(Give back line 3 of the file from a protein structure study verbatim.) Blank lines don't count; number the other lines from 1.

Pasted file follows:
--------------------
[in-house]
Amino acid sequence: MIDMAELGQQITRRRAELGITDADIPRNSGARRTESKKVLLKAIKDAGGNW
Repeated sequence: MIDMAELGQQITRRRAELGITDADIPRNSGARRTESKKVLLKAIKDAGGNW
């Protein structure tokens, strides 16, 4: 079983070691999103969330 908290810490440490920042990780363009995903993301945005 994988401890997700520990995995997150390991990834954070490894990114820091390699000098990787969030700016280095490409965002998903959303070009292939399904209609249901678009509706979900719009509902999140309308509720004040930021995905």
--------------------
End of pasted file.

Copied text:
Repeated sequence: MIDMAELGQQITRRRAELGITDADIPRNSGARRTESKKVLLKAIKDAGGNW